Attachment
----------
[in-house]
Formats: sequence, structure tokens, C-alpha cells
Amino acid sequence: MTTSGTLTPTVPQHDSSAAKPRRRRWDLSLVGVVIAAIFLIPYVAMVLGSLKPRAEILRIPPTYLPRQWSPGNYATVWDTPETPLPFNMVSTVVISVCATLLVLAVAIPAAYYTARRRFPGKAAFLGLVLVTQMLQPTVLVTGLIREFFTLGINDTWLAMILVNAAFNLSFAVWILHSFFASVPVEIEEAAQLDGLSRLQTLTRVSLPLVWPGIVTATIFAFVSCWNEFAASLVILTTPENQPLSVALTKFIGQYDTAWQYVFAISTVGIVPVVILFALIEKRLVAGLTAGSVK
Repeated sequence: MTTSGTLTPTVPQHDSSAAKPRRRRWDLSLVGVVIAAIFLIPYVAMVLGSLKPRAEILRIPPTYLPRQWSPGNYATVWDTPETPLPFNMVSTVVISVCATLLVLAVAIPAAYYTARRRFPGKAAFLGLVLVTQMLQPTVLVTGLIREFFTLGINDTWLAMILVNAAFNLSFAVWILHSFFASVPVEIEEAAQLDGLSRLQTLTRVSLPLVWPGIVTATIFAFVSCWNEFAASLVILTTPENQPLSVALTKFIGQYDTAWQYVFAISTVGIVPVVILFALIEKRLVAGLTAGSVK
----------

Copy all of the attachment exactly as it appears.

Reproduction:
[in-house]
Formats: sequence, structure tokens, C-alpha cells
Amino acid sequence: MTTSGTLTPTVPQHDSSAAKPRRRRWDLSLVGVVIAAIFLIPYVAMVLGSLKPRAEILRIPPTYLPRQWSPGNYATVWDTPETPLPFNMVSTVVISVCATLLVLAVAIPAAYYTARRRFPGKAAFLGLVLVTQMLQPTVLVTGLIREFFTLGINDTWLAMILVNAAFNLSFAVWILHSFFASVPVEIEEAAQLDGLSRLQTLTRVSLPLVWPGIVTATIFAFVSCWNEFAASLVILTTPENQPLSVALTKFIGQYDTAWQYVFAISTVGIVPVVILFALIEKRLVAGLTAGSVK
Repeated sequence: MTTSGTLTPTVPQHDSSAAKPRRRRWDLSLVGVVIAAIFLIPYVAMVLGSLKPRAEILRIPPTYLPRQWSPGNYATVWDTPETPLPFNMVSTVVISVCATLLVLAVAIPAAYYTARRRFPGKAAFLGLVLVTQMLQPTVLVTGLIREFFTLGINDTWLAMILVNAAFNLSFAVWILHSFFASVPVEIEEAAQLDGLSRLQTLTRVSLPLVWPGIVTATIFAFVSCWNEFAASLVILTTPENQPLSVALTKFIGQYDTAWQYVFAISTVGIVPVVILFALIEKRLVAGLTAGSVK